Equating illegal behavior with ignominious behavior is the defining mentality of an authoritarian – and is particularly notable coming from what was once viewed as a bastion of liberal dissent.
And how should one now characterize the Gay Pride parade?
Yet another edgy, interesting, creative, independent event has been degraded and neutered into a meek and subservient ritual that must pay homage to the nation’s most powerful entities and at all costs avoid offending them in any way.
SANDRA STEINGRABER (part of an interview with Bill Moyers):
Yeah. Well-informed futility is an idea that psychologists hit upon in the 1960s, specifically to explain why the people watching television news about the Vietnam War came to feel more and more futile about it. Whereas people who watched less television felt less futile. So it seemed like a paradox, right? The more informed you are, you think of knowledge as power.
But in fact, there is a way in which knowledge can be incapacitating. And so the psychologists went further and now have applied this to the environmental crisis and point out to us that whenever there’s a problem that seems big and overwhelming, climate change would be one, and at the same time, it’s not apparent that your own actions have any meaningful agency to solve that problem, you’re filled with such a sense of despair or guilt or rage that it becomes unbearable.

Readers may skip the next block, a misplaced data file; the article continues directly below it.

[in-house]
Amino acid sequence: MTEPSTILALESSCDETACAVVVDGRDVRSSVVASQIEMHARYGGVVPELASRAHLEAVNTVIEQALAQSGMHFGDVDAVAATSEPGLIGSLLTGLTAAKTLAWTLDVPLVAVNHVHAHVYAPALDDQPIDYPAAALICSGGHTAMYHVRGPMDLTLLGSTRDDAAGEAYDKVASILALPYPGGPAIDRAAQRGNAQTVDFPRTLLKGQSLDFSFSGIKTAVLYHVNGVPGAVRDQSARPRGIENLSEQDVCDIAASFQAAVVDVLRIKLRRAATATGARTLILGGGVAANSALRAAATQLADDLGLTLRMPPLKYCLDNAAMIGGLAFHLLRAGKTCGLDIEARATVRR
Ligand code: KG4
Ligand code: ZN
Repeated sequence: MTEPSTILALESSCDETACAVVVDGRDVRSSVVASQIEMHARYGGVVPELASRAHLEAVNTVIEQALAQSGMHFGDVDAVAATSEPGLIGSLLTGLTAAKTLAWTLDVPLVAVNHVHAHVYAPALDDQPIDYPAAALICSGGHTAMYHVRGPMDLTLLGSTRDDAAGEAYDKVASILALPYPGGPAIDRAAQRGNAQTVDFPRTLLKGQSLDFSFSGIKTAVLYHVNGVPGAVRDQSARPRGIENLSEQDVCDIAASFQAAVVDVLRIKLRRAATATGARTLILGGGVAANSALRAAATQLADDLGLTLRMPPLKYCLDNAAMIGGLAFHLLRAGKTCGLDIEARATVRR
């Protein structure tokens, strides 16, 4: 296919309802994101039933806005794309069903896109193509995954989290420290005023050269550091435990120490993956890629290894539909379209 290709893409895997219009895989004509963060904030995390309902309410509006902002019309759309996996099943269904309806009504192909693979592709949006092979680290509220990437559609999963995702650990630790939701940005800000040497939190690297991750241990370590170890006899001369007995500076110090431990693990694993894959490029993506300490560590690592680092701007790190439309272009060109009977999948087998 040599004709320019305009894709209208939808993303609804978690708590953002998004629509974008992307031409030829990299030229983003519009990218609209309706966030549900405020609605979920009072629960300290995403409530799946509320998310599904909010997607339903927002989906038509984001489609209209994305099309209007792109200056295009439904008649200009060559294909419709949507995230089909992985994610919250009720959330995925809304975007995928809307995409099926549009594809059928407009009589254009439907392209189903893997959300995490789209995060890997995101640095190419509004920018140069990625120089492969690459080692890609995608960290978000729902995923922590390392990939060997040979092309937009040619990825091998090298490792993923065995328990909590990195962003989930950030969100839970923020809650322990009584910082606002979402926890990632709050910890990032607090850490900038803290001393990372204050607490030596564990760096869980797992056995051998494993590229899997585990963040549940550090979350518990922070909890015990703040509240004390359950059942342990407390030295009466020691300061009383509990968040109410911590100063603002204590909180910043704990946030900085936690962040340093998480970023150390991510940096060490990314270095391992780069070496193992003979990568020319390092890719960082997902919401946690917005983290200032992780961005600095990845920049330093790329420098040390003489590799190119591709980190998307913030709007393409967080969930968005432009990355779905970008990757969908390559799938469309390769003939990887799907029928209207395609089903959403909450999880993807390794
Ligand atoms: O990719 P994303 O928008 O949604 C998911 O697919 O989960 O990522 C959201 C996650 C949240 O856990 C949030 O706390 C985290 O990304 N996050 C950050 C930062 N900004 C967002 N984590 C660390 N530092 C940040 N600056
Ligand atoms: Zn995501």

And so my response to that is basically what the book Raising Elijah is all about. So I try to take well-informed futility as my starting point and let people know that there is a way out of this. But because we can’t — I can’t honestly tell you that the problem is less bad than it is, the response has to be that we scale up our actions. So the problem is huge. And so our actions have to be huge as well.
I’m going to offer several facts, then I’ll ask a few questions.
- Many states allow foreclosures to occur entirely outside of the court system. In these “non-judicial” foreclosure states, a “trustee” is deemed to be a “neutral” party charged with the duty to make sure that the foreclosure process is fair.
- Since 2008, U.S. banks have foreclosed on more than 10 million families. About half of these have been non-judicial foreclosures supervised by trustees.
Trustees are appointed by the banks at the time homeowners take out their home loans. These trustees are strangers to the homeowners, but highly paid repeat-player legal advocates for the banks.